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Financial: Selling in 2010=tax sense

by Bart Basi

There were 66 million babies born between 1945 and 1964 during the era known as the Baby-Boom and the Boomers are reaching retirement age. In fact, the oldest are now turning 66 and the youngest are embarking on their mid-40s. As such, many of these people have worked hard throughout their lives and have built businesses from the ground up. A very considerable amount of wealth has been created and those owners are now looking to retire or move on from their businesses.

In 2010, we have favorable tax rates which allow you and your company to pay less taxes on the sale of a business as opposed to waiting until 2011. During the Bush administration, both capital gains and dividend tax rates were decreased to 15%. Those tax cuts are now set to expire Dec. 31, and the rates coming in 2011 will be 20% for capital gains while the ordinary tax rate for dividends can be as high as 39.6%.

Capital gains

These rates are currently 0% and 15% though historically they have been as high as 20%. This means that capital gains will be taxed at 0% if the combined adjusted gross income of the seller is at or below the two lowest tax brackets. The amount of capital gains earned by a taxpayer that is at or over the 25% bracket are currently taxed at 15%. These new rates produce much more favorable tax consequences than in past years.

For example, if a company is sold and capital gains are determined to be $1,000,000 in this tax year, the seller of the company would pay $150,000 in capital gains taxes as opposed to $200,000 in a future year. The result is a tax savings of $50,000 due to the fact the sale happened this year as opposed to next year.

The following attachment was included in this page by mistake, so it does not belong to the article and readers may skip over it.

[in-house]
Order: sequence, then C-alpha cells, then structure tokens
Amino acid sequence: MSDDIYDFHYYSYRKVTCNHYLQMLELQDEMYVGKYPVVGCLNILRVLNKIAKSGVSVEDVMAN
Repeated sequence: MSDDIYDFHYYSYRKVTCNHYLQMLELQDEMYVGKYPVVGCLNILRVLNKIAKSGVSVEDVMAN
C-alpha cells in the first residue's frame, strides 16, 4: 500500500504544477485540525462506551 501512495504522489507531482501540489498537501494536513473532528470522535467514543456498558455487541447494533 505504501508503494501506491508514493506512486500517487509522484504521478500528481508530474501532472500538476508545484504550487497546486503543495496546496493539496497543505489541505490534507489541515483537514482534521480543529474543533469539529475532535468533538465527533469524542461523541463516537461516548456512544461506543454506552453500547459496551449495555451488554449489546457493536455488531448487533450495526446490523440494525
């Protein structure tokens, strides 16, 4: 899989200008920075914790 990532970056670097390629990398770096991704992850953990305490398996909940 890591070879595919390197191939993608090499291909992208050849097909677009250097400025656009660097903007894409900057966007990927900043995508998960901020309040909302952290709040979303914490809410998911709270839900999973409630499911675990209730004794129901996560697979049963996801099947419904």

If you own stock in a C Corporation you most assuredly have had, at one time or another, dividends distributed to you. Currently, and for the good part of the past decade, dividends were taxed at 15%. No matter what income level you were at, dividends received a preferential rate making the C Corporation a good buy and a good business entity for tax purposes. The laws giving rise to the preferential treatment are now coming to an end as of Dec. 31. Next year, on Jan. 1, dividends will be taxed at the ordinary income tax rate of the taxpayer.

The significance is this is an opportune time to cash in corporate retained earnings. This is sometimes done during business sales to cash out the retained earnings, lessening the tax burden. If this is done in 2010, the tax rate will be 15%. Next year, dividends are taxed at a maximum rate of 39.6%, as the ordinary income tax rate regains its old position.

To illustrate the point, a taxpayer in 2010 who cashes out retained earnings of $1,000,000 will pay $150,000 in taxes. Next year, the same taxpayer could pay up to $396,000, well over double the 2010 tax consequence. This is a difference of $246,000 for the same amount of dividends distributed to the same person.

With the imminent increase in the capital gains tax and the dividend tax rates, owners of closely-held businesses are well advised to sell their businesses this year as opposed to next in order to take advantage of the lower tax rates. The difference in taxes between the two years is considerable.

If you are interested in discussing your company’s succession or exit plan, please contact The Center at 618.997.3436 and ask to speak to one of our professionals.